Major League Baseball (MLB) announced a new social media app on April 18, 2017. The app is called Infield Chatter. As is the custom with new social media apps, this one is only available for your Android and iPhone devices. You can download it from the corresponding app store.
As of this moment, there are five major social media platforms: Facebook, Twitter, Pinterest, Snapchat, and Instagram. All of these platforms have one thing in common: you can discuss almost any topic on them. Therefore, people get together and form their own cliques or niches. They connect with people who share their same interests. You’ll find sports fans on every platform, but it was hard to find a sports-only social media platform.
The MLB changed all of that.
The purpose of Infield Chatter is to have a place where MLB players can talk to and connect with their fans. Although it’s true that they can do this on other social platforms, this one is strictly for baseball fans. That means this place can be a safe haven, especially for people who only get on social media to talk baseball.
One of the things that the app is unique for is no trolling. The app creators have a team in place of real people who actually browse the site and respond to reports. It’s not automated like it is on Facebook, or ignored like it is on Twitter. The MLB cares about the welfare of its players and the fans, in the sense that it won’t tolerate such behavior. If you’re caught engaging in this type of behavior, your account will be suspended.
That means you can’t run around saying derogatory things about any team, player, stadium, coach, staff member, or anything or anyone related to the MLB. Be respectful to other people on the app, or leave.
Twitter could take a few pointers from this app.
Another social app was announced by Tumblr called Cabana. The purpose of this app is to allow groups of friends to watch videos together. There are already about a dozen apps out there for this same purpose, but apparently, Tumblr felt like it was smart to jump into the game.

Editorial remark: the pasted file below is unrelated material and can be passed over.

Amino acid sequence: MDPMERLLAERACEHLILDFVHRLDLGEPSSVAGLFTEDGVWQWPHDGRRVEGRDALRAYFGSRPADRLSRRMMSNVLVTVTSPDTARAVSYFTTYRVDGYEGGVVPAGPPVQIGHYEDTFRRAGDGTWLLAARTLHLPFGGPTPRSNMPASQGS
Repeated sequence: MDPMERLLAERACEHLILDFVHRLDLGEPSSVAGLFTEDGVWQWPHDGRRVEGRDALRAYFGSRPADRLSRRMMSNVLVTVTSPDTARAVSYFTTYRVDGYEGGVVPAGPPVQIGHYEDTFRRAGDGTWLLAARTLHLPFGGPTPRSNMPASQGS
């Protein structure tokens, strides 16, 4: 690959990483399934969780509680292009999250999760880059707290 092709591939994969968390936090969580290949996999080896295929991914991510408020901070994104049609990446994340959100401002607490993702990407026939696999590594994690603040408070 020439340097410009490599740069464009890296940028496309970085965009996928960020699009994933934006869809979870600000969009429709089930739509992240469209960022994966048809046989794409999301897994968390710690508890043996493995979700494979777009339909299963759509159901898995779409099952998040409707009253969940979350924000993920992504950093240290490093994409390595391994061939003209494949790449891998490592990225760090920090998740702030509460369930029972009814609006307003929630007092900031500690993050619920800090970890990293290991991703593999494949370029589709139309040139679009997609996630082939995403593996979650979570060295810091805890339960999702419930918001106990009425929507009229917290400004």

The co-founder of Shoes of Prey recently announced a social network app that allows strangers to have conversations with each other. It’s called Mottle. The funny thing about Mottle is you actually use Facebook to sign into it. The social network is geared around in-depth human connection, which is something you apparently don’t get on Facebook. That’s probably why you need it to sign in.
Three niche social media apps were announced within two days, and there are probably more to come. Social media isn’t going away, but having a network that appeals only to a certain group of people isn’t a bad idea.
Like every other trend on this planet, when someone sees a good idea they want to copy it. What MLB did was genius, because their fans are very dedicated to the sport and their favorite team. They’ve gathered their target audience into one place. If they treat them right, people will continue to be enthusiastic about baseball, go to games, and buy their merchandise.
The point is to find a group of people who are very dedicated to something and bring them together. So a social network for gardening or anime may be a very big hit. A social network about polyps probably won’t fly with the general public.
If you’ve got big money like MLB or Tumblr, you can easily drop millions into developing a social app. If you don’t have the money, you can either start small (like a forum) or create a place to hang out with people who share an interest connected to your industry.
For example, an auto glass repair business may create a Facebook group about cars. People interested in trading stocks may join a general finance forum.
Once you’ve got your audience, you can start to get to know them—how they think, how they act, what they want out of life. The closer you get to your prospects, the more of a relationship you’re going to build with them. They’re going to trust you, which goes a very long way toward the health of your business.
This article was originally published on this site on May 18, 2017. We republish posts on Saturdays for readers who may have missed them the first time. It was written by Brian Rashid from Forbes and was legally licensed through the NewsCred publisher network. Please direct all licensing questions to firstname.lastname@example.org.